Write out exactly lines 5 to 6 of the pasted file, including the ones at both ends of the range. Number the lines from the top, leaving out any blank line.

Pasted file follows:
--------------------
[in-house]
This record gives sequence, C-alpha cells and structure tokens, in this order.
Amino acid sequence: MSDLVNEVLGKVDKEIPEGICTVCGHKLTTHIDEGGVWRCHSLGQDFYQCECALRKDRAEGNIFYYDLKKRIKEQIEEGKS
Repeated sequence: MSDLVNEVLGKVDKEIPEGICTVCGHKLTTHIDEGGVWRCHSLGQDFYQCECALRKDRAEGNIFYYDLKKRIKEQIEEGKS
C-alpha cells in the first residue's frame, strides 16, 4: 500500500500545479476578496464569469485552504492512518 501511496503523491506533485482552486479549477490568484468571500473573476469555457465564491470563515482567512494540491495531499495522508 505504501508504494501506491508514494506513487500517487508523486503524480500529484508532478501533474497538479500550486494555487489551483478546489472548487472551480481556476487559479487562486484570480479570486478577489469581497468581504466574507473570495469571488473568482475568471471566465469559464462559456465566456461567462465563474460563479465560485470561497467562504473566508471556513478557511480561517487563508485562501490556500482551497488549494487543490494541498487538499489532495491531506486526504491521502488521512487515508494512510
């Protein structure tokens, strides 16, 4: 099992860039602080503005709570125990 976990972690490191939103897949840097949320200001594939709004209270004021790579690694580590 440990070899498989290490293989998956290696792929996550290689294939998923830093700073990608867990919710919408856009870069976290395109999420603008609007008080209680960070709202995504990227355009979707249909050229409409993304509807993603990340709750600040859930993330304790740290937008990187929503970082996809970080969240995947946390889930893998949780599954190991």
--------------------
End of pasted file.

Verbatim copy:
C-alpha cells in the first residue's frame, strides 16, 4: 500500500500545479476578496464569469485552504492512518 501511496503523491506533485482552486479549477490568484468571500473573476469555457465564491470563515482567512494540491495531499495522508 505504501508504494501506491508514494506513487500517487508523486503524480500529484508532478501533474497538479500550486494555487489551483478546489472548487472551480481556476487559479487562486484570480479570486478577489469581497468581504466574507473570495469571488473568482475568471471566465469559464462559456465566456461567462465563474460563479465560485470561497467562504473566508471556513478557511480561517487563508485562501490556500482551497488549494487543490494541498487538499489532495491531506486526504491521502488521512487515508494512510
């Protein structure tokens, strides 16, 4: 099992860039602080503005709570125990 976990972690490191939103897949840097949320200001594939709004209270004021790579690694580590 440990070899498989290490293989998956290696792929996550290689294939998923830093700073990608867990919710919408856009870069976290395109999420603008609007008080209680960070709202995504990227355009979707249909050229409409993304509807993603990340709750600040859930993330304790740290937008990187929503970082996809970080969240995947946390889930893998949780599954190991």